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Electronic Code of Federal Regulations

e-CFR data is current as of November 14, 2019

Title 39Chapter III → Part 3032


Title 39: Postal Service


PART 3032—SPECIAL RULES FOR COMPLAINTS ALLEGING VIOLATIONS OF 39 U.S.C. 404a


Contents

Subpart A—General

§3032.1   Applicability.
§§3032.2-3032.4   [Reserved]

Subpart B—Requirements and Defenses

§3032.5   Postal Service rules that create an unfair competitive advantage.
§3032.6   Disclosure, transfer, and licensing of intellectual property.
§3032.7   Unlawfully obtaining information.
§3032.8   Statutorily authorized affirmative defense.

Authority: 39 U.S.C. 404a; 3662.

Source: 79 FR 62294, Oct. 16, 2014, unless otherwise noted.

Subpart A—General

§3032.1   Applicability.

The rules in this part govern proceedings filed under 39 U.S.C. 3662 alleging violations of 39 U.S.C. 404a that meet the requirements of §§3030.2 and 3030.10 of this chapter.

§§3032.2-3032.4   [Reserved]

Subpart B—Requirements and Defenses

§3032.5   Postal Service rules that create an unfair competitive advantage.

(a) A complaint alleging a violation of 30 U.S.C. 404(a)(a)(1) must show that a Postal Service rule, regulation, or standard has the effect of:

(1) Precluding competition; or

(2) Establishing the terms of competition.

(b) As an affirmative defense to a complaint under 39 U.S.C. 404a(a)(1), the Postal Service may demonstrate that the rule, regulation, or standard at issue does not create an unfair competitive advantage for itself or any entity funded, in whole or in part, by the Postal Service.

(c) As used in this section, the term rule, regulation, or standard includes, among other things, documents or policies issued by the Postal Service to exercise its regulatory authority or otherwise act as a governmental entity.

§3032.6   Disclosure, transfer, and licensing of intellectual property.

(a) A complaint alleging a violation of 39 U.S.C. 404a(a)(2) must show that the Postal Service has compelled or attempted to compel the disclosure, transfer, or licensing of the intellectual property of the person filing the complaint to a third party.

(b) As used in this section, the term intellectual property includes, among other things, patents, copyrights, trademarks, trade secrets, and proprietary information.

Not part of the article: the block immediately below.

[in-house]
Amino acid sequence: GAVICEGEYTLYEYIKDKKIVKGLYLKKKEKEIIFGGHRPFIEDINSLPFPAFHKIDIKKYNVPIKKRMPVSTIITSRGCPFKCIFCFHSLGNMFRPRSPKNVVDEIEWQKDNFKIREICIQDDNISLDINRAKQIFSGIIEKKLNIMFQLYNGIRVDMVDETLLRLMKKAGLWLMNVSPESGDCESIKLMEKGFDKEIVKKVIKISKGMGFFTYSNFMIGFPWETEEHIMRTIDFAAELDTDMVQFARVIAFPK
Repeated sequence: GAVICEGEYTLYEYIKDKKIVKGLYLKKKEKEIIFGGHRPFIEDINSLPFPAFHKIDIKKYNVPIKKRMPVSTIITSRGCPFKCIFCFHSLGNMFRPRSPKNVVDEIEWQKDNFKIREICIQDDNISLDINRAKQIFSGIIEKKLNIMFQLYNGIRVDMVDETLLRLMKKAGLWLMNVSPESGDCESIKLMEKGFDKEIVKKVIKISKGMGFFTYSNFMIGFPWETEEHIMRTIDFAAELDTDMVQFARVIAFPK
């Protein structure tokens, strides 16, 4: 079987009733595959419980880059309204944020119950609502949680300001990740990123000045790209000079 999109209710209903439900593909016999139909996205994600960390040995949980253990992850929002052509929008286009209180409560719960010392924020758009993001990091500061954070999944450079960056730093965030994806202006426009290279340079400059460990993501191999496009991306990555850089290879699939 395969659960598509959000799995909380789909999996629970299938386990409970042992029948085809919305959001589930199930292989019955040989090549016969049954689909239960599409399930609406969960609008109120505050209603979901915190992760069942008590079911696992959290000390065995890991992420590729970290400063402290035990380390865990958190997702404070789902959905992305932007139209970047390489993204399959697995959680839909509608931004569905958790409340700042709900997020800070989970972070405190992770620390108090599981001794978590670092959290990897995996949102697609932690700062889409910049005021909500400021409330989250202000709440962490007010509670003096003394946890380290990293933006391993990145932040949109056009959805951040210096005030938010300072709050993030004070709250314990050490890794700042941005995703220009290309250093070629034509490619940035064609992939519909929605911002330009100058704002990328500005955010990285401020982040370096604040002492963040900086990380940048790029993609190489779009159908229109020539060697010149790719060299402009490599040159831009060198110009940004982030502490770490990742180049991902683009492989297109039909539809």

(c) As used in this section, the term disclosure, transfer, or licensing of intellectual property includes, among other things, an action that has an adverse effect on the value of intellectual property.

§3032.7   Unlawfully obtaining information.

(a) A complaint alleging a violation of 39 U.S.C. 404a(a)(3) must show that:

(1) The person filing the complaint has provided or sought to provide a product;

(2) The Postal Service obtained information about such product from the person filing the complaint; and

(3) The Postal Service offers or offered a postal service that uses or is based, in whole or in part, on the information obtained from the person filing the complaint.

(b) As an affirmative defense to a complaint under 39 U.S.C. 404a(a)(3), the Postal Service may demonstrate that substantially the same information was obtained (or was obtainable) from an independent source or is otherwise obtained (or obtainable) through lawful means.

(c) As an affirmative defense to a complaint under 39 U.S.C. 404a(a)(3), the Postal Service may show that the information obtained was provided by written consent.

§3032.8   Statutorily authorized affirmative defense.

(a) As an affirmative defense to an allegation of a violation of 39 U.S.C. 404a(a), the Postal Service may demonstrate that it is specifically authorized by law to take the action or inaction alleged to be a violation of that section.

(b) Authority under 39 U.S.C. 401 or 39 U.S.C. 404 may not form the basis of an affirmative defense under paragraph (a) of this section.

(c) Paragraph (b) of this section does not preclude the Postal Service from arguing that a particular Postal Service regulation or other action (or inaction) does not have the requisite effect to violate 39 U.S.C. 404a(a).

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